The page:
Christmas Cactus Root Rot: Signs + How to Treat

Root rot is a fungal disease that causes plant roots to decay. It is a fairly common problem in Christmas cactus plants and related species, the Easter and Thanksgiving cactus.

Christmas cactus root rot may result from overwatering or poor drainage. When soil gets waterlogged, roots stop getting oxygen, making them suffocate and die. Additionally, moist conditions encourage the growth of fungi that causes root rot.

Signs of root rot may vary from plant to plant, but you’ll commonly see the Christmas cactus wilting, leaves turning yellow, or stunted growth.

Christmas cactus root rot

Christmas cactus root rot causes

There are three main causes of root rot in a Christmas cactus; overwatering, poorly draining soil, and pests. Let’s look at each one of them and how to fix it.

1. Overwatering

Watering a Christmas cactus is a delicate balance that can bring blessings or problems. Improper watering can result in less or excessive moisture in the soil. Christmas cactus prefers averagely moist soil that is not too wet.

Overwatering prevents air from reaching the plant roots, which causes them to drown and die. The conditions also attract bacteria and fungi that cause root rots. When the roots get mushy, the whole plant stops receiving important supplies, water, and nutrients.

How to water the right way

Generally, watering a Christmas cactus depends on the climatic conditions. More watering should be done during the growing season in spring and summer and less during winter.

As a rule of thumb, water your Christmas cactus only when the top inch of the soil feels dry to the touch. Let the soil dry slightly between your watering.

When watering, give the soil a good soak until you see the excess water coming out through the pot drainage holes. Do let the plant sit in any standing water.

2. Poor drainage

Poorly draining soil will still harm the plant even when watering is done correctly. If the soil doesn’t drain well, water can accumulate around the roots. This displaces air resulting in a reduced amount of oxygen the roots need.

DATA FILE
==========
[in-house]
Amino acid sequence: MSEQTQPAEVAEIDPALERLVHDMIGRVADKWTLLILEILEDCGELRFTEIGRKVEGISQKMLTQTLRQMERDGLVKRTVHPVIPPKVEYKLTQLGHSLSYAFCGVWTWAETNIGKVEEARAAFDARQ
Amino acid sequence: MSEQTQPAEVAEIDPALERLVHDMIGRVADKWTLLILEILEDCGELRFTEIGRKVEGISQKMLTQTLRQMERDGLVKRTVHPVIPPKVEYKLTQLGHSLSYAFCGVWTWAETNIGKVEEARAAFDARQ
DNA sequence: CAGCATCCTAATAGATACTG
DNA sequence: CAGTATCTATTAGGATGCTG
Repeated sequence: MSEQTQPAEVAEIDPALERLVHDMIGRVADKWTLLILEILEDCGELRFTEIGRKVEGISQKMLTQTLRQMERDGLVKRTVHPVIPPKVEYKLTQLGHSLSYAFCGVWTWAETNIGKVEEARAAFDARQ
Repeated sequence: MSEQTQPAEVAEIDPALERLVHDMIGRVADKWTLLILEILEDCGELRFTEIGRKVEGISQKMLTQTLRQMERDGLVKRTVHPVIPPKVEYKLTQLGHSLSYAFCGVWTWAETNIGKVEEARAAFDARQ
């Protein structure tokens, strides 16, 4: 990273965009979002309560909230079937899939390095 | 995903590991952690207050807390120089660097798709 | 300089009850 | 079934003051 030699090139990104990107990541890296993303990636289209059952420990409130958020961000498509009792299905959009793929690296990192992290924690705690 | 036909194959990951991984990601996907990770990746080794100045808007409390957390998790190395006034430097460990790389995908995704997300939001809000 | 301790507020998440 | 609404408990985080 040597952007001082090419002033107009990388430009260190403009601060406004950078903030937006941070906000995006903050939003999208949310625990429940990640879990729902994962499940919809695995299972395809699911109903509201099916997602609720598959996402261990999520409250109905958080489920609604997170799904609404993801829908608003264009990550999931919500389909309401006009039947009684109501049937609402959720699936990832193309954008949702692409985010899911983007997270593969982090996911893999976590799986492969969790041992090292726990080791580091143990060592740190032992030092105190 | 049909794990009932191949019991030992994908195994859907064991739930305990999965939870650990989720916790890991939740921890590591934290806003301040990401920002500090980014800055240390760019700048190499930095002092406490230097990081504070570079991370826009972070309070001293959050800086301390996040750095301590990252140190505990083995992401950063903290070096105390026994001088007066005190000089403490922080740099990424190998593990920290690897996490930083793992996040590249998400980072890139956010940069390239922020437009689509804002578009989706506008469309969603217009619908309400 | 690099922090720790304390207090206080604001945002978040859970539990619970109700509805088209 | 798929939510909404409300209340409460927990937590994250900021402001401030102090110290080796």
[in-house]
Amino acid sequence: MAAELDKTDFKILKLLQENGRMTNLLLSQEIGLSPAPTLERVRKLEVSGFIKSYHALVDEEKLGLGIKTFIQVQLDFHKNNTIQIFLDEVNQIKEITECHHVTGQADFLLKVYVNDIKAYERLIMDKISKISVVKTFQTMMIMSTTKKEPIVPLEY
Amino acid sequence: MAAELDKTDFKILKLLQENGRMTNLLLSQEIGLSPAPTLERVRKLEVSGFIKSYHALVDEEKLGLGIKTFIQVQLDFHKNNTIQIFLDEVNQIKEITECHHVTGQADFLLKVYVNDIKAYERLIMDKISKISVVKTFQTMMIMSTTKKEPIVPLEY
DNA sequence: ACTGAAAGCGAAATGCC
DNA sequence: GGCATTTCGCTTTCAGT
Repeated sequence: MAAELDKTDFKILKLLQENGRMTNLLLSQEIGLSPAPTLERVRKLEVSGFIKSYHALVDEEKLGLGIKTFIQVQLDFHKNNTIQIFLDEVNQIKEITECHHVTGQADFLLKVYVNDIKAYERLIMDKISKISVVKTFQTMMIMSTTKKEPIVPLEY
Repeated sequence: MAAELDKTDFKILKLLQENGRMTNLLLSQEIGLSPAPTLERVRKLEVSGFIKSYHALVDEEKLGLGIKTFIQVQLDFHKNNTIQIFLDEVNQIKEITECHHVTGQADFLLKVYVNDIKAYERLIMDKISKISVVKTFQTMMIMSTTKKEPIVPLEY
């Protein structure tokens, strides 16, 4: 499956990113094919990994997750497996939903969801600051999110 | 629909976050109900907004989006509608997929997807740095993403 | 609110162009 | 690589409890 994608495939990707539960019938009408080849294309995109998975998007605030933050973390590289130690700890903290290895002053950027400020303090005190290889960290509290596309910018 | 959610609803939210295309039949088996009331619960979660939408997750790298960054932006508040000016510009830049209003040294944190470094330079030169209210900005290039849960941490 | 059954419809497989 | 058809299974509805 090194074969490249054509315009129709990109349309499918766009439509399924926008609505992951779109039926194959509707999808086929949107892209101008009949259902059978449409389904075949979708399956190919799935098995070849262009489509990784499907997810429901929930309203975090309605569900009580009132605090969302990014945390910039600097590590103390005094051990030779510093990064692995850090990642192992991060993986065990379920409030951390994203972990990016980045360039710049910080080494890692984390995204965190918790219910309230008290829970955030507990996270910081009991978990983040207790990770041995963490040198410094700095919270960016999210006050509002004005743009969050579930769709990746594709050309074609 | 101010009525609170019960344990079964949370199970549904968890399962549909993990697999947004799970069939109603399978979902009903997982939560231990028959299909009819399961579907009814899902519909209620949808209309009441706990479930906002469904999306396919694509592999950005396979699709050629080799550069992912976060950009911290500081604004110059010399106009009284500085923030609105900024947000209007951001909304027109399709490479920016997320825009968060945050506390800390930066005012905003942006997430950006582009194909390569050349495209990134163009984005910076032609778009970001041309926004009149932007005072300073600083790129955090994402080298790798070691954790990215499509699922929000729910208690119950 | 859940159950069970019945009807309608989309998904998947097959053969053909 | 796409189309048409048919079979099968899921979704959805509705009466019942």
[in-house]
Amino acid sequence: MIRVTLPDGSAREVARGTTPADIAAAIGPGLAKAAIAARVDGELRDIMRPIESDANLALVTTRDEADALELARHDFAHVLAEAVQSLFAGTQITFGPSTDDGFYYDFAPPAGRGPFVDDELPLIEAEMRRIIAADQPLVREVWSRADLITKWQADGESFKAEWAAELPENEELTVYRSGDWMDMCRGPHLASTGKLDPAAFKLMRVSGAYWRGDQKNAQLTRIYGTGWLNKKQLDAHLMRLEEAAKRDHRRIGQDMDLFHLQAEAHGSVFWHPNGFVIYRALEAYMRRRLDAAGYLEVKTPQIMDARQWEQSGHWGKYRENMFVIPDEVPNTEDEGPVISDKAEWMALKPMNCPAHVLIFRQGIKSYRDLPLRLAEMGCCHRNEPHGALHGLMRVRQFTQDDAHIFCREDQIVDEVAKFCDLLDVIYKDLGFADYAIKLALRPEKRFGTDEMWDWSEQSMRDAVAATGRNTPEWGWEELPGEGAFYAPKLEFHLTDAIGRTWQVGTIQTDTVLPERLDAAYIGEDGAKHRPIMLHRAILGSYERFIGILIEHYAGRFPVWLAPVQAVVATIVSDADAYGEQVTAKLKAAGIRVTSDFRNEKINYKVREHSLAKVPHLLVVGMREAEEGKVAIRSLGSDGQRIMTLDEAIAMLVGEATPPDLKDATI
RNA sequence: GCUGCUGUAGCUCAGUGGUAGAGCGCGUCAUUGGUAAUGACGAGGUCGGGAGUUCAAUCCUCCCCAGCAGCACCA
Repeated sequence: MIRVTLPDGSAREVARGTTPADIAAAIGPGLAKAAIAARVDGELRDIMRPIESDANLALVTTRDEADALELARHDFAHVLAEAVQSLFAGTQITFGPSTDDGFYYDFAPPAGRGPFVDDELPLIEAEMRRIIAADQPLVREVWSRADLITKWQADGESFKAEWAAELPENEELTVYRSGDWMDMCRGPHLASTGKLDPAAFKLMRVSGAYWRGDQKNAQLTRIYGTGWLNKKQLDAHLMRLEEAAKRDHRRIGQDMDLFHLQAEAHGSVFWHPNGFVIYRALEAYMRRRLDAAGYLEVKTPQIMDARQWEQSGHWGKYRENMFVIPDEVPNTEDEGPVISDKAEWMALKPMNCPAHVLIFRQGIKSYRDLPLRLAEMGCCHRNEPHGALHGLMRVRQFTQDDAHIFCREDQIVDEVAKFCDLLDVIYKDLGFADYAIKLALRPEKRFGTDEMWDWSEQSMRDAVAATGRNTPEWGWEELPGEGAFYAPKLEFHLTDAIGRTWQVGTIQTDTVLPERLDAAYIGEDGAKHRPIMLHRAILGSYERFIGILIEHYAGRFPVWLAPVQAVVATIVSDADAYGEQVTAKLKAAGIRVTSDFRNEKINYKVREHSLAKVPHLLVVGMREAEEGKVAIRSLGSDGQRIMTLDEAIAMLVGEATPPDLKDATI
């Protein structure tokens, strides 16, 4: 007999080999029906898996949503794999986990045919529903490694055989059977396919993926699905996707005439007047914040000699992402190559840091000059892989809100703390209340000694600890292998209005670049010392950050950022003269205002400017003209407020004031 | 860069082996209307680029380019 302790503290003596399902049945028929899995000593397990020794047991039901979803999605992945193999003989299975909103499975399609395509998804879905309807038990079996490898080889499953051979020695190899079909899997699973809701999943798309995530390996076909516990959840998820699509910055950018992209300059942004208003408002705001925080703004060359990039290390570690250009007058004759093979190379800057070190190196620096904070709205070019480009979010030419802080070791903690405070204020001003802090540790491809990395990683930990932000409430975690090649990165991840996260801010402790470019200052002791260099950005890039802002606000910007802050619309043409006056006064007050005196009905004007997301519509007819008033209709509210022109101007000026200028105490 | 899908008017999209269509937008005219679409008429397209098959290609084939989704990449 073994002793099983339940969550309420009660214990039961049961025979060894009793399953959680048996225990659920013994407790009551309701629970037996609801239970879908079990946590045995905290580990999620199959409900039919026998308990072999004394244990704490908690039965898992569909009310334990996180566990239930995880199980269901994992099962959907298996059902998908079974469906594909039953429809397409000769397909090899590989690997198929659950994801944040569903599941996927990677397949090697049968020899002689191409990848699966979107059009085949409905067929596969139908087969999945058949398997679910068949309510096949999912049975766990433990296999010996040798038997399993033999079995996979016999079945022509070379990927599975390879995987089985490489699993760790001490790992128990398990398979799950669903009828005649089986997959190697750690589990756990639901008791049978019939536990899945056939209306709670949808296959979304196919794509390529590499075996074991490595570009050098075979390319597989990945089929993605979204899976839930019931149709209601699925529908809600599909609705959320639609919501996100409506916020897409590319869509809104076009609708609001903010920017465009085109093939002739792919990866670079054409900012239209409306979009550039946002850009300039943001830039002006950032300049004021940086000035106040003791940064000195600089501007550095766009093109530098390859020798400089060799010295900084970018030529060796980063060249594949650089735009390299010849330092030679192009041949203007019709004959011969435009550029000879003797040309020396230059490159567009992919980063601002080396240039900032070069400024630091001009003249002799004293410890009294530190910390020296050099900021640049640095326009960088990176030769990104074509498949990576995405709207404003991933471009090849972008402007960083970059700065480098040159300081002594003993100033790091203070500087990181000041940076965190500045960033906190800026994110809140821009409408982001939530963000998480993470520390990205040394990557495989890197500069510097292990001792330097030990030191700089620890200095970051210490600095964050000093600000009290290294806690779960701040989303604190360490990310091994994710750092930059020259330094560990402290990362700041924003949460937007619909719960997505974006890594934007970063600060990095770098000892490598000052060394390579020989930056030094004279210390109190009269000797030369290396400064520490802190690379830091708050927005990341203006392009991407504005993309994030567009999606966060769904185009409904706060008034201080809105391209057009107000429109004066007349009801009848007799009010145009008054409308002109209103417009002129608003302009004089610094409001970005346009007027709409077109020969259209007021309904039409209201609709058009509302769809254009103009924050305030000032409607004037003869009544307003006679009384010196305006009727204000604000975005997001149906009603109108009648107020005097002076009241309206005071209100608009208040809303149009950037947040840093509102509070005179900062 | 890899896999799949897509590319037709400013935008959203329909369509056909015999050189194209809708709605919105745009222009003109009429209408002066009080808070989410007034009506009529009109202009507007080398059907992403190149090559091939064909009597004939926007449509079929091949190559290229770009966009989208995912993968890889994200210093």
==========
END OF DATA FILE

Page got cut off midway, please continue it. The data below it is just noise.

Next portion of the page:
Uisng incorrect pot for a Christmas cactus can also interfear with soil drainage. If a pot does not have adequate drainage holes, it stops the excess water from draining away. The accumulated water in the bottom of the pot will eventually cause roots to rot.

Additionally, the size and material of the pot can also affect the drainage of water and flow of air around the rrot ball. A pot that is too large for the plant may hold excess water which can take longer to drain away.

Plastic or glazed ceramic pots are less porous and may not be ideal for cactus and other plants that are prone to root rot.

Therefore, it’s important to choose a sizeable pot with drainage holes. Unglazed terracotta pots would be a good choice for a Christmas cactus. Its porous nature allows free flow of air aroun dthe roots.

3. Pests and bugs

Pests tmay not directly cause the cactus root rot, but they can contribute to the conditions that lead to this problem. Pests such as mealybugs, spider mites and scale insects can damage the cactus roots, making them susceptible to fungal and bacterial infections that cause root rot.

Additionally, pests, such as fungus gnats, are attracted to moist soil conditions. Their larvae feed on organic matter in the soil and decaying roots of plants, further contributing to the damage that problem of root rot.

How to save Christmas cactus fromroot rot

If you suspect that your Christmas cactus has a root rot problem, here is what to do to save it:

  1. Stop watering the plant immediately and let the soil dry out completely before watering again.
  2. Remove the plant from the soil and inspect the roots. If they are brown or black and mushy, they are likely damaged. Healthy roots should be white or light brown and firm.
  3. Trim away all the damaged roots using sterilized scissors or a knife and discard them.
  4. Rinse the plant and repot it in fresh, well-draining soil. Make sure the pot has drainage holes to allow excess water to escape.
  5. Water the plant sparingly, allowing the soil to dry out slightly between waterings.

It may be difficult to save a plant severely affected by root rot. In this case, simply propagate your Christmas cactus to get new plants. It should take about 2 to 3 weeks for the cuttings to root and get new growth – usually small reddish stems at the tips of the cuttings.


  1. University of Wisconsin-Madison: Root Rots on Houseplants
  2. The Pennsylvania State University: Christmas Cactus Diseases
  3. The University of Minnesota Extension: Holiday Cacti

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